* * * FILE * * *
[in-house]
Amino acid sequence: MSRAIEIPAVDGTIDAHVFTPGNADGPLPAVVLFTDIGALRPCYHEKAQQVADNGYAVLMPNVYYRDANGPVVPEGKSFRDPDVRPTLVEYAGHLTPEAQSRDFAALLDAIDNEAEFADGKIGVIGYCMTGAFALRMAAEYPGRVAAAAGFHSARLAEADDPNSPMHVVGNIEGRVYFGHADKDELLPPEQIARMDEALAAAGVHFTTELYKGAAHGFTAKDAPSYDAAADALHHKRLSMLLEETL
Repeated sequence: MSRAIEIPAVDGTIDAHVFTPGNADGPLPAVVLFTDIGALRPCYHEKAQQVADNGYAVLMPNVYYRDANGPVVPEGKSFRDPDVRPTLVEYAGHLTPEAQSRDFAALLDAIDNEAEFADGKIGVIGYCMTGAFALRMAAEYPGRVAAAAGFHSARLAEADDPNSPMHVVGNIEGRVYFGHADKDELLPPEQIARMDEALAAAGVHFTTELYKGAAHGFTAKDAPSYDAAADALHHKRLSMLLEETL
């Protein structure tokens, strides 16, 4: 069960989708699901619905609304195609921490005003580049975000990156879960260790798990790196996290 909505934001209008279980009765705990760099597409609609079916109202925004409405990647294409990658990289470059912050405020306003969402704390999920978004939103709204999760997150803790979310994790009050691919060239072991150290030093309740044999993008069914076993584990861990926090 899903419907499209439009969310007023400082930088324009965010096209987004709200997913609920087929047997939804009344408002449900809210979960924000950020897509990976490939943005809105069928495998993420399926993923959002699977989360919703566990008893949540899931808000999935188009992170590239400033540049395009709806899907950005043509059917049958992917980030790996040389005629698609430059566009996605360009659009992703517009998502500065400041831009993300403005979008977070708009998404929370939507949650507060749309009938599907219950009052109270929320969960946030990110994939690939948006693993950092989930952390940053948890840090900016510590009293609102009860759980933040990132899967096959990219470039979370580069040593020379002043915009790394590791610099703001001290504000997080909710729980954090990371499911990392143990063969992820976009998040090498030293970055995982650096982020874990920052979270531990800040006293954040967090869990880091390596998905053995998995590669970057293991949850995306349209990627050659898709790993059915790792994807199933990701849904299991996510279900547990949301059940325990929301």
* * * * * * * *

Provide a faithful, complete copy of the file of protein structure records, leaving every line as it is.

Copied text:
[in-house]
Amino acid sequence: MSRAIEIPAVDGTIDAHVFTPGNADGPLPAVVLFTDIGALRPCYHEKAQQVADNGYAVLMPNVYYRDANGPVVPEGKSFRDPDVRPTLVEYAGHLTPEAQSRDFAALLDAIDNEAEFADGKIGVIGYCMTGAFALRMAAEYPGRVAAAAGFHSARLAEADDPNSPMHVVGNIEGRVYFGHADKDELLPPEQIARMDEALAAAGVHFTTELYKGAAHGFTAKDAPSYDAAADALHHKRLSMLLEETL
Repeated sequence: MSRAIEIPAVDGTIDAHVFTPGNADGPLPAVVLFTDIGALRPCYHEKAQQVADNGYAVLMPNVYYRDANGPVVPEGKSFRDPDVRPTLVEYAGHLTPEAQSRDFAALLDAIDNEAEFADGKIGVIGYCMTGAFALRMAAEYPGRVAAAAGFHSARLAEADDPNSPMHVVGNIEGRVYFGHADKDELLPPEQIARMDEALAAAGVHFTTELYKGAAHGFTAKDAPSYDAAADALHHKRLSMLLEETL
């Protein structure tokens, strides 16, 4: 069960989708699901619905609304195609921490005003580049975000990156879960260790798990790196996290 909505934001209008279980009765705990760099597409609609079916109202925004409405990647294409990658990289470059912050405020306003969402704390999920978004939103709204999760997150803790979310994790009050691919060239072991150290030093309740044999993008069914076993584990861990926090 899903419907499209439009969310007023400082930088324009965010096209987004709200997913609920087929047997939804009344408002449900809210979960924000950020897509990976490939943005809105069928495998993420399926993923959002699977989360919703566990008893949540899931808000999935188009992170590239400033540049395009709806899907950005043509059917049958992917980030790996040389005629698609430059566009996605360009659009992703517009998502500065400041831009993300403005979008977070708009998404929370939507949650507060749309009938599907219950009052109270929320969960946030990110994939690939948006693993950092989930952390940053948890840090900016510590009293609102009860759980933040990132899967096959990219470039979370580069040593020379002043915009790394590791610099703001001290504000997080909710729980954090990371499911990392143990063969992820976009998040090498030293970055995982650096982020874990920052979270531990800040006293954040967090869990880091390596998905053995998995590669970057293991949850995306349209990627050659898709790993059915790792994807199933990701849904299991996510279900547990949301059940325990929301």